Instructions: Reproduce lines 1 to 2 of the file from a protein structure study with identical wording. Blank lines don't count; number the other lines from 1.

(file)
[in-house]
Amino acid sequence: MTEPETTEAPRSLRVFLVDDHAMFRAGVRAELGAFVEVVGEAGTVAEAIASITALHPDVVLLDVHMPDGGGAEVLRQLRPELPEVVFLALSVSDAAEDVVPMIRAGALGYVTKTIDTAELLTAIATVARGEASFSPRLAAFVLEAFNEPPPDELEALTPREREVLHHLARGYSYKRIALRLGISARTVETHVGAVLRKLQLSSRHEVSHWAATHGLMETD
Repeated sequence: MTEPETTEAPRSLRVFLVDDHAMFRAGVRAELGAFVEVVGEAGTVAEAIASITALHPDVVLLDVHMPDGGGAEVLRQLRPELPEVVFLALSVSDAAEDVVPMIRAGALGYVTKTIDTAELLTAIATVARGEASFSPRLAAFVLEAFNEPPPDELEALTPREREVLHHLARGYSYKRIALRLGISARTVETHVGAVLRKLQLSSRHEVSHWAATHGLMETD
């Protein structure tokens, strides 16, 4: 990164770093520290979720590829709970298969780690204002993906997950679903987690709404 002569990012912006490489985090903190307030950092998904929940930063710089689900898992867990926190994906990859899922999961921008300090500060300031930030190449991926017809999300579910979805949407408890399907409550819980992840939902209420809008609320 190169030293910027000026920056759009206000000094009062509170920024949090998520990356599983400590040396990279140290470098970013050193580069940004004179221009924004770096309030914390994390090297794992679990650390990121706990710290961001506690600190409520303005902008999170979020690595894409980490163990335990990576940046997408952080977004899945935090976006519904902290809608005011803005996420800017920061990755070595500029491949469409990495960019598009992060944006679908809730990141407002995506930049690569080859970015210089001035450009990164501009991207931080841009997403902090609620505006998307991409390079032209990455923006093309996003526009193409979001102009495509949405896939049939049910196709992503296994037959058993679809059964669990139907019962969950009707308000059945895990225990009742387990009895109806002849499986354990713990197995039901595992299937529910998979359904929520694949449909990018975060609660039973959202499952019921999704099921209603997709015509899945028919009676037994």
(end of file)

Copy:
[in-house]
Amino acid sequence: MTEPETTEAPRSLRVFLVDDHAMFRAGVRAELGAFVEVVGEAGTVAEAIASITALHPDVVLLDVHMPDGGGAEVLRQLRPELPEVVFLALSVSDAAEDVVPMIRAGALGYVTKTIDTAELLTAIATVARGEASFSPRLAAFVLEAFNEPPPDELEALTPREREVLHHLARGYSYKRIALRLGISARTVETHVGAVLRKLQLSSRHEVSHWAATHGLMETD